Fictionality During Crisis?

Reading speculative literature during this pandemic can be an effective way to ground ourselves in reality.

By Alexa Perlmutter

Lately, I’ve had more time than usual to lose myself in the pages of a book. Other than Zoom class sessions in my living room and trips to the grocery store for which I don gloves and a mask, there isn’t much going on in my life, and I’ve started to power through book after book after book. Specifically, I’ve been reading those dystopian and post-apocalyptic novels that have been appearing on pandemic-themed reading lists over the past few weeks. Just this week, I’ve read Ling Ma’s Severance, Cormac McCarthy’s The Road, and Omar El Akkad’s American War. And I’m still going strong, now midway through The Grace Year with a list of similar novels accumulating on a note in my phone. I’m thinking about rereading The Hunger Games series.

Though they certainly aren’t comforting, maybe these are the books that we should be reading right now. Several weeks ago, University of Chicago professor Agnes Callard argued that we are being drawn to these books because instinctively we want to be in the historical moment that we’re in; we want to feel the same pain and fear that the characters feel because these emotions correlate directly to our own pain and our own fears. What lies at the core of Callard’s argument is our desire for likeness, for a community (however fictional) with which we can relate and commiserate.

I argue, on the other hand, that we immerse ourselves in these stories not because of the ways they reflect our own, but because of the ways—despite the similarities—that they don’t.

In Cormac McCarthy’s The Road, for example, a man and his young son make their way slowly toward the coast in search of a community. They travel across a cold, barren, and unpopulated landscape ravaged by god-knows-what, riddled with danger and depravity. This novel offers us a glimpse of a future wherein humanity has succumbed to a pandemic and the environment is unable to accommodate us.

One day this week, as I took my afternoon walk around my neighborhood in Washington D.C., I was completely transported onto McCarthy’s roads. Because there are fewer cars out right now, especially in residential areas, and because I want to minimize close contact with other pedestrians, I was walking in the middle of the street. There was no one in my field of vision, and, as I ascended a hill, I felt a bleakness I had never experienced before. It was as though I had walked for miles and had miles to go. Suddenly, every house I passed had either dead bodies inside, or worse, living people with guns who wouldn’t hesitate to shoot—and then eat—me. Or, maybe I was in Severance and each house would either be a dead-stock or a live-stock, wherein I might find any number of fevered victims.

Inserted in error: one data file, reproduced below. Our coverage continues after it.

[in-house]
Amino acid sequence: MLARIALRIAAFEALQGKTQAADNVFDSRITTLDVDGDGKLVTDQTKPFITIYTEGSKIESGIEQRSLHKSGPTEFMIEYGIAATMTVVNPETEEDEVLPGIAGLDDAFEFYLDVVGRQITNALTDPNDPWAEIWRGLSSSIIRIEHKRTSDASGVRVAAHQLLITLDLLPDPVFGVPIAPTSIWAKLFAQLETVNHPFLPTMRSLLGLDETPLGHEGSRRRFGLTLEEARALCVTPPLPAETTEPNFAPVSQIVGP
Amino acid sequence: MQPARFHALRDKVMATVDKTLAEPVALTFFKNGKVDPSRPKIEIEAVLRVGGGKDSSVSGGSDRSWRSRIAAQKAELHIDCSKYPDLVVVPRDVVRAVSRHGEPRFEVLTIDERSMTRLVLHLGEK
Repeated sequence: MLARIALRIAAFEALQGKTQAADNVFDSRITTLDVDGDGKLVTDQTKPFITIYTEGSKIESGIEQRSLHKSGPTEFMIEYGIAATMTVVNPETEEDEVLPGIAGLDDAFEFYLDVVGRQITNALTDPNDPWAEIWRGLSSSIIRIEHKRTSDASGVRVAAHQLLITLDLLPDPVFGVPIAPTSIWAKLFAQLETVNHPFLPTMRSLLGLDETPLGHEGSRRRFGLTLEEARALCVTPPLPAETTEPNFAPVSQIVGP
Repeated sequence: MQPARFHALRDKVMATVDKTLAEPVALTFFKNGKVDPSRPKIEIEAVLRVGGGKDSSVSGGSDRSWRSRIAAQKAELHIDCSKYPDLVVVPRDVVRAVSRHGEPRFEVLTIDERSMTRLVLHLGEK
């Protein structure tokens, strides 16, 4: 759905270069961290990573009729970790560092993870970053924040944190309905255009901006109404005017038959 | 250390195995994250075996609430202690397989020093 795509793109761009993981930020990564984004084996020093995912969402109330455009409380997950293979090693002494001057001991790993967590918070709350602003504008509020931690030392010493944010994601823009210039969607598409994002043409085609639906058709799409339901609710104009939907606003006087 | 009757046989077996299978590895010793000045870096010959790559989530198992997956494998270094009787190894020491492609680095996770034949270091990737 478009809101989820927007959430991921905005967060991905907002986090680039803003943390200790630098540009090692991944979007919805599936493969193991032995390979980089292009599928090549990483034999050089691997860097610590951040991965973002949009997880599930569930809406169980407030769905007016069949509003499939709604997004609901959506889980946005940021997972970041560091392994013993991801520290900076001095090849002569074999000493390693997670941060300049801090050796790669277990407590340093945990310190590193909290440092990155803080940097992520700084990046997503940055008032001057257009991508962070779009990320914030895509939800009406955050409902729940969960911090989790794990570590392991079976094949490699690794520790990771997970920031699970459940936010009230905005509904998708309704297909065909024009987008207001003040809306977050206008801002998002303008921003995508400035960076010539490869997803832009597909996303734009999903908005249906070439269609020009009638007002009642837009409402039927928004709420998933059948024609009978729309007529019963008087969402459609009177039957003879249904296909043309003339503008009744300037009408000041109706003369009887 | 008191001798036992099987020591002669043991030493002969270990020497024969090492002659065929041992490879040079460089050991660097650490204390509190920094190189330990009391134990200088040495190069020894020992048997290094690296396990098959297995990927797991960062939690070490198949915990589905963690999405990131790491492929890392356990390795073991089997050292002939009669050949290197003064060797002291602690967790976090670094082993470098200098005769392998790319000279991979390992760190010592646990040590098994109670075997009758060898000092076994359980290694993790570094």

Because I was born in 1998, I was too young to remember 9/11, an event similar but different to the COVID-19 pandemic, similar but different to what must have happened in the world of The Road. From what I’m told, my preschool let out early on the afternoon of September 11 and was closed for the next few days. My mom collected me from school, and we went home, extremely lucky that we and our extended family were safe. I recently asked my mom about what she would have done if what happened in New York City had happened in D.C. She said, “In all of the places we’ve lived, I’ve always made sure I can walk from our house to your school to my work—with a stroller—so I know that I’d be able to find you if something like that happened.” Her catastrophizing shocked me, and for the rest of the afternoon I peppered her with questions: “What would you have done if you couldn’t reach the school on foot?” “How would we have gotten to Grandma?” “Where would we go if something happened to our house?” “What if the banks shut down?” I noticed my own slippage from the conditional tense into the present.

But the image of my mom and I walking around a scorched-earth D.C. reminds me of The Road and all of the other books I’ve been reading precisely because, like these books, our perilous journey is a fiction. And it is the fictionality of these stories—my visceral knowledge that American War is not real because there has been no Second Civil War—that is truly at the root of my voracious dystopian reading. Literary critic Catherine Gallagher argues that the 19th-century reading public cherished the new novel in part because its characters—she calls them fictional nobodies—served as a constant reminder that they, the readers, were real. I’m so intrigued by my mom’s emergency planning because hearing her talk about it enables me to imagine the sordid alternatives that, significantly, never became my real life.

The confusing mixture of facts and fabrications that parades across our televisions each night during Trump’s press conferences has sufficiently blurred the line between truth and fiction such that I cherish the quiet moments alone with a story I know is untrue. Spending time with these worst-case-scenario imaginings allows me to approach this tough reality with a more level head and a renewed sense of gratitude for those who are working to prevent these dystopias from unfolding.

Of course, one of the joys of literature is losing oneself in the world of a book: As I walked through my deserted neighborhood, for a short minute I was not myself. I was in The Road, anxious and uncertain. There is no one left. How will I be okay? As I dive deeper into the apocalyptic alternatives to our world, though, what brings me joy is not the loss of self, but the re-inhabiting of myself once I close the book, the quiet smugness of being able to dodge pedestrians—People! Real, live people!—on the sidewalk and see green leaves on the trees and remind myself: No, not us—not yet.

Alexa Perlmutter is a third-year in the College and a Viewpoints Editor for The Maroon.